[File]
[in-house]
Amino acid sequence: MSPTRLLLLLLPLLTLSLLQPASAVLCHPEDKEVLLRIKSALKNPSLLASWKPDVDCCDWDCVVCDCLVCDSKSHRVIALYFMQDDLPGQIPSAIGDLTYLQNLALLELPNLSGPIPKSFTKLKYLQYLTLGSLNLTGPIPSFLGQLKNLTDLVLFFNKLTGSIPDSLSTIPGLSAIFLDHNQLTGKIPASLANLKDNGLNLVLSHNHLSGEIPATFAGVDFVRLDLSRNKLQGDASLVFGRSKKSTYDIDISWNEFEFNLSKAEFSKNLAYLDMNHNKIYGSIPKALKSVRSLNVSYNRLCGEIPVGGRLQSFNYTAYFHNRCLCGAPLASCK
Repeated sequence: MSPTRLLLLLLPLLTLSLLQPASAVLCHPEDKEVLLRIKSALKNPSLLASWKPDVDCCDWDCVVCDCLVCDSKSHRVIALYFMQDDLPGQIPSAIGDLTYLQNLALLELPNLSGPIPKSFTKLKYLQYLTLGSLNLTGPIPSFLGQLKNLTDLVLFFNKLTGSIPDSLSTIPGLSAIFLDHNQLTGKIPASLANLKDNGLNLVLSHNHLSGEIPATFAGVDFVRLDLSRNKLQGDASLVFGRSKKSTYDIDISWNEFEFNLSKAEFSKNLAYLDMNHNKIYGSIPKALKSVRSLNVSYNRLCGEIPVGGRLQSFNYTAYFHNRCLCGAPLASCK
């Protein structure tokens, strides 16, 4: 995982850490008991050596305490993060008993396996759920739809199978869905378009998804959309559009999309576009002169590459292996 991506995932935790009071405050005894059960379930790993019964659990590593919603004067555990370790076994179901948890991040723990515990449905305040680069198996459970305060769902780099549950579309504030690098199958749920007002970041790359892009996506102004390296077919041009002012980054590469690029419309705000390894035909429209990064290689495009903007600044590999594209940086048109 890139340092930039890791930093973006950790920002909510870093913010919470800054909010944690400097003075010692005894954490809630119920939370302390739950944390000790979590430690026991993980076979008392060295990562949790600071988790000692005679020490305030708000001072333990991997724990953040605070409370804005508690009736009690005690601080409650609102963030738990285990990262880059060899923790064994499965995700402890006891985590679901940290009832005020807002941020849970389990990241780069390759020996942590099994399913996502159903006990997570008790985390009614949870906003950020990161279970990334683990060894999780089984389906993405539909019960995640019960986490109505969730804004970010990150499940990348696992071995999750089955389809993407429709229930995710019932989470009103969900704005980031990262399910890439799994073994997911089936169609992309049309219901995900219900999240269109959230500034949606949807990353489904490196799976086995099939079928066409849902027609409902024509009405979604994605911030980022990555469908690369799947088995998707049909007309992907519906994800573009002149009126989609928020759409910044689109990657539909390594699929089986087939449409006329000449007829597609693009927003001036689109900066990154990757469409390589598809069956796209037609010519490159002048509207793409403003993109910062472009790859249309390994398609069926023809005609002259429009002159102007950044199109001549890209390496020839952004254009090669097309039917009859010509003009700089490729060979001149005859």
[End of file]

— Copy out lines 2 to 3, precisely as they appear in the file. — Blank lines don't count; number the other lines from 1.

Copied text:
Amino acid sequence: MSPTRLLLLLLPLLTLSLLQPASAVLCHPEDKEVLLRIKSALKNPSLLASWKPDVDCCDWDCVVCDCLVCDSKSHRVIALYFMQDDLPGQIPSAIGDLTYLQNLALLELPNLSGPIPKSFTKLKYLQYLTLGSLNLTGPIPSFLGQLKNLTDLVLFFNKLTGSIPDSLSTIPGLSAIFLDHNQLTGKIPASLANLKDNGLNLVLSHNHLSGEIPATFAGVDFVRLDLSRNKLQGDASLVFGRSKKSTYDIDISWNEFEFNLSKAEFSKNLAYLDMNHNKIYGSIPKALKSVRSLNVSYNRLCGEIPVGGRLQSFNYTAYFHNRCLCGAPLASCK
Repeated sequence: MSPTRLLLLLLPLLTLSLLQPASAVLCHPEDKEVLLRIKSALKNPSLLASWKPDVDCCDWDCVVCDCLVCDSKSHRVIALYFMQDDLPGQIPSAIGDLTYLQNLALLELPNLSGPIPKSFTKLKYLQYLTLGSLNLTGPIPSFLGQLKNLTDLVLFFNKLTGSIPDSLSTIPGLSAIFLDHNQLTGKIPASLANLKDNGLNLVLSHNHLSGEIPATFAGVDFVRLDLSRNKLQGDASLVFGRSKKSTYDIDISWNEFEFNLSKAEFSKNLAYLDMNHNKIYGSIPKALKSVRSLNVSYNRLCGEIPVGGRLQSFNYTAYFHNRCLCGAPLASCK